March 27, 2012 by jooshanoosh
So, I wanted to post a little something about high school and remembering the first time you went driving alone. My parents had a forest green Pontiac Bonneville, much like this one:
And it was so nice. My dad had had “Business Cars” while I was growing up and they were nice but the green Bonneville was the first new car my parents bought just for us, no give-backs, just for us. I don’t even know if it was new new or just new to us, but it had fog lights that might as well been Hover gear; they were so fancy I used to pray for fog. And somewhere in the back rooms of my mind I have this clear moment of driving down a hill in Orem, the one that Jarom Roland lived on, and I was in the car by myself and my fingers and toes vibrated with independence. It was night time and I had no where to go but I had the car and I was 16 and I was going to drive.
My dad tells the story of driving over the Point of the Mountain and he was listening to classical music, something I quietly mocked at the time he was telling this story but now I replicate, and he was getting so into the music he started leading the music with his right arm…then his left…then, so he could see his orchestra, he closed his eyes but just for a bit. When he opened them he saw a hitchhiker on the side of the road (of which my Father was still on, luckily for the hitchhiker). My dad was at a crucial moment in the movement but, to hear him tell it, even though he was doing 55 in a tan Ford Tempo, he met eyes with the hitchhiker and the hitchhiker with him. And, of the two, it was the hitchhiker who put his arms down. He would brave the elements and walk rather than get in the car with the man who’s just messed his hair up so his first chair oboist would take him seriously.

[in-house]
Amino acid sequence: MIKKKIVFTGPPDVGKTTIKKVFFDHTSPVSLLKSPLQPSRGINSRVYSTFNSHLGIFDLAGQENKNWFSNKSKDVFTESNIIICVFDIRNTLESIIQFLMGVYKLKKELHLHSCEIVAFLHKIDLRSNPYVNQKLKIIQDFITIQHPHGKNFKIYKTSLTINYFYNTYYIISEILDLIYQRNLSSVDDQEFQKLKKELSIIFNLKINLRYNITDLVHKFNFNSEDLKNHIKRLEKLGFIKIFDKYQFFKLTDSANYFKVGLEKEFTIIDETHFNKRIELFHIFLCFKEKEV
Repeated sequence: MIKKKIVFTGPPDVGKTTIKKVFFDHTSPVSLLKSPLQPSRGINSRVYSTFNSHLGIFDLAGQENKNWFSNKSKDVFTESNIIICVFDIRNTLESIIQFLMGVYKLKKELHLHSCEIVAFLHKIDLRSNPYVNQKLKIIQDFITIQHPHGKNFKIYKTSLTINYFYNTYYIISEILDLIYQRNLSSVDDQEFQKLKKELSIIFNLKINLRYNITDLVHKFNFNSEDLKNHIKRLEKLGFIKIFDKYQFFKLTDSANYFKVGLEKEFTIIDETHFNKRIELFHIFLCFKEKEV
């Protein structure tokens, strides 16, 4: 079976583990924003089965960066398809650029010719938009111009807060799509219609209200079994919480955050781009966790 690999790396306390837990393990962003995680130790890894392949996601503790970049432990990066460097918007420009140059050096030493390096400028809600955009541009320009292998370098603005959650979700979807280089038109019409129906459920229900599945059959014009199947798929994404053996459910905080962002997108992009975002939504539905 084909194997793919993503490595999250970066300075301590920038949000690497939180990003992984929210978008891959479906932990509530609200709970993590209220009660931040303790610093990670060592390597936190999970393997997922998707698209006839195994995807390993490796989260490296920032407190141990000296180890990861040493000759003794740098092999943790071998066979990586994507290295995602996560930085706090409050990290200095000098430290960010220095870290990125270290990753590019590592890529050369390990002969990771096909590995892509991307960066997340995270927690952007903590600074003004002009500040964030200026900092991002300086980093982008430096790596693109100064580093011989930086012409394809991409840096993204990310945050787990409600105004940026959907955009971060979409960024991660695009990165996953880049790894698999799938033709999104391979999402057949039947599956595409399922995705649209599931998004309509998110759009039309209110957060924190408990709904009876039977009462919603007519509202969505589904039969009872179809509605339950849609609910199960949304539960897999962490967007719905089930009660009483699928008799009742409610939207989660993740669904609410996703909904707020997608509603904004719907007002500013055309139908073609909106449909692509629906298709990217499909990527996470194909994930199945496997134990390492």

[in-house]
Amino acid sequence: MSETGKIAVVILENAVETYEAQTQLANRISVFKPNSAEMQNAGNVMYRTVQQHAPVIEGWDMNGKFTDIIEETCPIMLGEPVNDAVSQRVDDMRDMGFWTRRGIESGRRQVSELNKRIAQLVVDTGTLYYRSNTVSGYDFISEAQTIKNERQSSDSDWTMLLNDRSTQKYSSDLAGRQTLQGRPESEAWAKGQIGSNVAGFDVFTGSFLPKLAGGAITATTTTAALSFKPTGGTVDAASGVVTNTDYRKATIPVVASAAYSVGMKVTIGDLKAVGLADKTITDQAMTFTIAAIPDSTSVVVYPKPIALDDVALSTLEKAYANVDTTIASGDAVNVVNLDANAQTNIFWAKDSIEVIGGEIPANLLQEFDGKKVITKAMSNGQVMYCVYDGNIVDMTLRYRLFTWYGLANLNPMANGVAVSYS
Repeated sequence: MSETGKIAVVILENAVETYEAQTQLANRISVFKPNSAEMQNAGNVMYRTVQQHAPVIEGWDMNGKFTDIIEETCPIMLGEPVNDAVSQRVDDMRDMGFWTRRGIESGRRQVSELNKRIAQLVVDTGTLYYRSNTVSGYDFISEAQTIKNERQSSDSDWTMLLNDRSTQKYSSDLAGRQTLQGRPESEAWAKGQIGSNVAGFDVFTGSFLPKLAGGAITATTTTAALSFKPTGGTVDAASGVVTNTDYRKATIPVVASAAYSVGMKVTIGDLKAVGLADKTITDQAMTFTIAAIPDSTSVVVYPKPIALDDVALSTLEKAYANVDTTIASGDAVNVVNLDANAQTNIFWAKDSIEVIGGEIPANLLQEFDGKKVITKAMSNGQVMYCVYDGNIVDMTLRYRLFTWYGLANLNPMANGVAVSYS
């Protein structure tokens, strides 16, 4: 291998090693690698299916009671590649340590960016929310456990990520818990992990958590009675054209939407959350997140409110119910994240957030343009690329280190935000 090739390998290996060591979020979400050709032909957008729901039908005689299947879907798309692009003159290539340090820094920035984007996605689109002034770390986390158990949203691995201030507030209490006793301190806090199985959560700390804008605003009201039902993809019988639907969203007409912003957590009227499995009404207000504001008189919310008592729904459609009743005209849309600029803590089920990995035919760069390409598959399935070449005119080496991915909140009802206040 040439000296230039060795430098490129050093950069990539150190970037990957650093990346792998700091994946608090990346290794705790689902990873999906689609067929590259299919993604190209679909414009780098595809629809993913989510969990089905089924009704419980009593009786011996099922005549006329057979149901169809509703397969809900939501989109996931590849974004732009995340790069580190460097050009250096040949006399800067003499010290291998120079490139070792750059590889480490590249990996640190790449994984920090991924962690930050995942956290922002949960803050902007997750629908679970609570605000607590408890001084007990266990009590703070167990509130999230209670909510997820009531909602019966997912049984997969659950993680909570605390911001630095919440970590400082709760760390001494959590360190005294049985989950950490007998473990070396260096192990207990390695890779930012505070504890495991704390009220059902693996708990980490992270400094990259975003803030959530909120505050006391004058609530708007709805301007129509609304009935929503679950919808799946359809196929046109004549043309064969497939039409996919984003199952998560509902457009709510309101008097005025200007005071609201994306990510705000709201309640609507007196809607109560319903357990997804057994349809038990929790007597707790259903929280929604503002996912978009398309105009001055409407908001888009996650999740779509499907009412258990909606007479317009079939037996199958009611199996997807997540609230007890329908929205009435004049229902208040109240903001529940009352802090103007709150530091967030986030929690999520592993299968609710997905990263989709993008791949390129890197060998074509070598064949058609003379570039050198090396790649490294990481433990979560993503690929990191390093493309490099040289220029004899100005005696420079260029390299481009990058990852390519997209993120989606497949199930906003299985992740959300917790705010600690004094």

Once, in a perfect “Wonder Years” moment, three friends and I were driving in Adam’s Dad’s burgundy Mercedes with tan leather interior and a CD player, the first one I’d ever seen in a car. As we drove up some canyon road he put in a CD and then my life was different. Her name was Holly Cole (and still is) and she was my grown up music. Anyone will tell you I have horrible taste in music. Lindsay was so cool (and still is) when I met her and she would take me to concerts and clubs with live bands and it was baffling. “How did all these people know to come here? How did they know the name of this band? and How are they all singing along?” It’s been a long time since she’s gone to see a live band that she heard of while pirating music off Napster. But, in exchange, I have given her Holly Cole and now I give her to you. She’s smokey and cool and has the ability to make a 17-year-old look out at a night sky through a passenger window and feel like he’s real and different and has something to give back to the world, even if it was only ever her.